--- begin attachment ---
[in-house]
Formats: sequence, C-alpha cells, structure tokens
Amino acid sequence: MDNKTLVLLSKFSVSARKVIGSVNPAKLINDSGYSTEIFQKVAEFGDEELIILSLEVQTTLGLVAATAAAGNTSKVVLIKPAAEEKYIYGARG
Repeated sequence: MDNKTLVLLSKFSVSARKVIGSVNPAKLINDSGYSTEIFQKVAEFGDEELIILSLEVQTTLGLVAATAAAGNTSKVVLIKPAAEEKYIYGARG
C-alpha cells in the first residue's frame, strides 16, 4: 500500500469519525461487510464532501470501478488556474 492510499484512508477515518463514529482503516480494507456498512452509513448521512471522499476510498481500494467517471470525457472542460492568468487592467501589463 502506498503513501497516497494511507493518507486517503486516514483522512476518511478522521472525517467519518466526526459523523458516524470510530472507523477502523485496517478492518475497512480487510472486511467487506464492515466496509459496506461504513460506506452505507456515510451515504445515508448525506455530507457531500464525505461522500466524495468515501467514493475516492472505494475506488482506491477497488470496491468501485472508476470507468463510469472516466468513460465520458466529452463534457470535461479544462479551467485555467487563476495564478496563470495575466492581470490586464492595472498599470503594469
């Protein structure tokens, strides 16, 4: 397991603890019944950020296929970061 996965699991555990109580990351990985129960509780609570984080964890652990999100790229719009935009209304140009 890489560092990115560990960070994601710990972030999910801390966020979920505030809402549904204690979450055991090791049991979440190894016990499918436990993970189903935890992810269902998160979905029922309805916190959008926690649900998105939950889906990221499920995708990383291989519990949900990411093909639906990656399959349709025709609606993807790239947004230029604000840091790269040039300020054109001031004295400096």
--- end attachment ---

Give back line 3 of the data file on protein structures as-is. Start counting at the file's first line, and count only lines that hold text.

Amino acid sequence: MDNKTLVLLSKFSVSARKVIGSVNPAKLINDSGYSTEIFQKVAEFGDEELIILSLEVQTTLGLVAATAAAGNTSKVVLIKPAAEEKYIYGARG